In May 2007, plaintiff filed complaints with the City's Equal Employment Opportunity/Affirmative Action Officer. One dealt with Montone's behavior. The EEO Officer advised that the subject of plaintiff's complaints was not her responsibility. Plaintiff lodged a second complaint regarding the lack of security at his office. The EEO/AA officer never responded. Plaintiff also complained to the Occupational Safety and Health Administration (OSHA) about the lack of security. OSHA sent an inspector and advised the complaint was not within OSHA's jurisdiction. Plaintiff testified that his co-workers derided him over his security concerns.

Also in May, plaintiff sent a letter to the City's Corporation Counsel.

Please note that on May 22 & 23 2007 [sic] The [sic] Division of Commerce conducted it's [sic] bi-annual taxi inspections at Public Works. For the last 10 years I've always been responsible and charge in of [sic] these taxi inspections. Now I'm barred from even participating in them because of the ongoing retaliation for previously reporting improprieties at the taxi inspections and in my office. Without proper monitoring and supervision the taxi inspection could become a breeding ground for corruption, one inspector was arrested because of the his [sic] activities at the taxi inspections. A police investigation at the taxi inspection in pervious [sic] years reported "Ayad and Barna are the only two inspectors failing cabs" and for doing my job properly and with integrity, I am punished, discredited and excluded from engaging in operations & enforcement of my office.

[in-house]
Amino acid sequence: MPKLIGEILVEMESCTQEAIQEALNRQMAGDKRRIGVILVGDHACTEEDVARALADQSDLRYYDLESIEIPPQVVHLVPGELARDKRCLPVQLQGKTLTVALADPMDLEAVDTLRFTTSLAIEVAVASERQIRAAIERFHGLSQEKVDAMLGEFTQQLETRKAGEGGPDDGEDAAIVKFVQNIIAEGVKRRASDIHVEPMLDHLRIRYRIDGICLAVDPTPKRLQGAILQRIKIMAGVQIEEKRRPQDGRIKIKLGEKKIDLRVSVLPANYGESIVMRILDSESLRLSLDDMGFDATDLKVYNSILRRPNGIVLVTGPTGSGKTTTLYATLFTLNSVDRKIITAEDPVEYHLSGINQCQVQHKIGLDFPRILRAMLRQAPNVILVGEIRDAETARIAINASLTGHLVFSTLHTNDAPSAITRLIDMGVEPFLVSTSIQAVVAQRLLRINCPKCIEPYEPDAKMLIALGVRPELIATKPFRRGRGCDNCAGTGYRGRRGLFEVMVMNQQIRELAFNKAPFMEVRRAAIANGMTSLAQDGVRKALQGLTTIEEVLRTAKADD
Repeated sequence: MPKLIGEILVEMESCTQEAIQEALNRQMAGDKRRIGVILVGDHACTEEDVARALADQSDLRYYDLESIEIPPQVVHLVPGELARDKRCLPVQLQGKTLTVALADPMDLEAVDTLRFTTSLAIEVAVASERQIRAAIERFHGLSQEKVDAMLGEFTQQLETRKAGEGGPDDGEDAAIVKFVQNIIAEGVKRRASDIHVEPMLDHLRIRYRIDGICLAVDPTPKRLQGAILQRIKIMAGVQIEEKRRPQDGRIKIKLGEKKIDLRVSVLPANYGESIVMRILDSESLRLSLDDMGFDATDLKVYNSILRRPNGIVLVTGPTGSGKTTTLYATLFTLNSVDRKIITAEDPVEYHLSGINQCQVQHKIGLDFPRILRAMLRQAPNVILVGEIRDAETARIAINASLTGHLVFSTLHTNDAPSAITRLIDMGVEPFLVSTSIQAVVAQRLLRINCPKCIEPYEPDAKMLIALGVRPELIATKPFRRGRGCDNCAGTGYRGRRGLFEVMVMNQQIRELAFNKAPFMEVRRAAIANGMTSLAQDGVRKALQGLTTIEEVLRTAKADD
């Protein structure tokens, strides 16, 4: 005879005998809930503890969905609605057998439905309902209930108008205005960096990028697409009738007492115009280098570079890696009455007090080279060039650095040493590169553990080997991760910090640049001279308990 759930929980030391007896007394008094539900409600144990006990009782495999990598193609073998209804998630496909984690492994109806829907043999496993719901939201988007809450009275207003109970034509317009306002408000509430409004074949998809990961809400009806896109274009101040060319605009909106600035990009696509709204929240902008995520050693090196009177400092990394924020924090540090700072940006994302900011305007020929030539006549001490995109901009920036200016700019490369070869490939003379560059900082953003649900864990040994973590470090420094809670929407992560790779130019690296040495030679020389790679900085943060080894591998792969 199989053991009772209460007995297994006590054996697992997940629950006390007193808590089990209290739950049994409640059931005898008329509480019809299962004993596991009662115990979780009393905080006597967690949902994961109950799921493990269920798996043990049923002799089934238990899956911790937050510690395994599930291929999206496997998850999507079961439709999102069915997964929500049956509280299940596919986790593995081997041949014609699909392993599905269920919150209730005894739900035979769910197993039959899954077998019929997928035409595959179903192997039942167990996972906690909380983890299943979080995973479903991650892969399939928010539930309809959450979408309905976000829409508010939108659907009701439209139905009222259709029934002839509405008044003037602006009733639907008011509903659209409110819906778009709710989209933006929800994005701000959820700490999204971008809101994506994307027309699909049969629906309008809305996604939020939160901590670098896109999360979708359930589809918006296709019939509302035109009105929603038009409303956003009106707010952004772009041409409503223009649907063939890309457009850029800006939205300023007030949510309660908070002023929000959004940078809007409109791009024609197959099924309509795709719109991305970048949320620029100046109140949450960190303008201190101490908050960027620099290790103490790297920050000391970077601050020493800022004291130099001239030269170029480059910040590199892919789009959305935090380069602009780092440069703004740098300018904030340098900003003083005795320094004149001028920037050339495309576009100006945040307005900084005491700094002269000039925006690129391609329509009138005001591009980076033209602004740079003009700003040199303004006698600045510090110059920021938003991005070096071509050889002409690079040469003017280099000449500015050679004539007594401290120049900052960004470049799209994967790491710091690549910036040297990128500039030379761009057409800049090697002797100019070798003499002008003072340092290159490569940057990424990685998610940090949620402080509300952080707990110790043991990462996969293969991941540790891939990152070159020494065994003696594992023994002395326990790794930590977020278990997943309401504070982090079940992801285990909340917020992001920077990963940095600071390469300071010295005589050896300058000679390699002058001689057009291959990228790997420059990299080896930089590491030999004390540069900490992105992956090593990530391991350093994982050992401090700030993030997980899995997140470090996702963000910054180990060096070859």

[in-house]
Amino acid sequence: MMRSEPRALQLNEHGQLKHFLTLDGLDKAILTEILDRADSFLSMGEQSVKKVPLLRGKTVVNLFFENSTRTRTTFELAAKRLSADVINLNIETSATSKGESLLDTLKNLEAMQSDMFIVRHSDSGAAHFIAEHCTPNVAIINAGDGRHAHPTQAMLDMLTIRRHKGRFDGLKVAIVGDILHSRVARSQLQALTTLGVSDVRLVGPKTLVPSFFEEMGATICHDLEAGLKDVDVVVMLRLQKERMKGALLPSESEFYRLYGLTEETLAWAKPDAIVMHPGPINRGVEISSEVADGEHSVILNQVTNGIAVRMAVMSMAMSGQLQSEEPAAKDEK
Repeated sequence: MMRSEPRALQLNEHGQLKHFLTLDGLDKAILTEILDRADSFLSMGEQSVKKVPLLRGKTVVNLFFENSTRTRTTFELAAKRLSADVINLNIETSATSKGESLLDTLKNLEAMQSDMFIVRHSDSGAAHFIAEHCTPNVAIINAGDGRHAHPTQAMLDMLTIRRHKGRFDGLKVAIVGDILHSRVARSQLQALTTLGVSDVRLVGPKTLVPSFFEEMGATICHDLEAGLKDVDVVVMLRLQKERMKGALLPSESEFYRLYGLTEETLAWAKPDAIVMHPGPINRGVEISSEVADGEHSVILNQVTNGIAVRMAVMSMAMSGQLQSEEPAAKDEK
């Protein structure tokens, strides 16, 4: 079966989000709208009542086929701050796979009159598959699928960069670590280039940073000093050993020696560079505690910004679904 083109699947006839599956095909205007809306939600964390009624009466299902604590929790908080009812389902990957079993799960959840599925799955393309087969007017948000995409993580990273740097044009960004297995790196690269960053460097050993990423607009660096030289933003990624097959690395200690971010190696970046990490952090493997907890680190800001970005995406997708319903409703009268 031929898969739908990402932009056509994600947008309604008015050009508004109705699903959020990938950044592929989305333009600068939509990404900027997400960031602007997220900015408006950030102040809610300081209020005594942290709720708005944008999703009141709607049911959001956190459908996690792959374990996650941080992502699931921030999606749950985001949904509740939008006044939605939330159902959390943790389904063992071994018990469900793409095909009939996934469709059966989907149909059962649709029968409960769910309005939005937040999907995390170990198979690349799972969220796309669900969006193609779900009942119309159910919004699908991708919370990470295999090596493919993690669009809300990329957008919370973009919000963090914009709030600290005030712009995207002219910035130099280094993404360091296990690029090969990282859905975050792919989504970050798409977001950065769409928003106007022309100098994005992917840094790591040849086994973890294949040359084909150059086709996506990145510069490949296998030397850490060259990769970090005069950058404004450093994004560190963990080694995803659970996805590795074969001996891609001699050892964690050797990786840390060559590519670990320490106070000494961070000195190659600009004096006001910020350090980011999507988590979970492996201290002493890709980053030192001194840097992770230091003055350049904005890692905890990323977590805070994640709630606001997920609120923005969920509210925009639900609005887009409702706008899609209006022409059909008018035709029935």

I've been denied a shield, a summons book, and conducting field investigations upon my return to work and now I am not allowed to be involved in the taxi inspections, all these duties are part of my job. I am a sworn officer of the court and yet the City has prevented me from preforming [sic] my duties with no explanation or reason except for the fact that I report violations and criminal activities occurring in my office which is [sic] cause of this retaliation. I will not be subjected to this type harassment [sic] and discrimination again.

A complaint will be filed in New Jersey State Superior Court.

Despite reference to "violations and criminal activities," when deposed, plaintiff could not identify any rule, regulation or statute that had been violated. Barna and Woodson did not receive copies of the letter.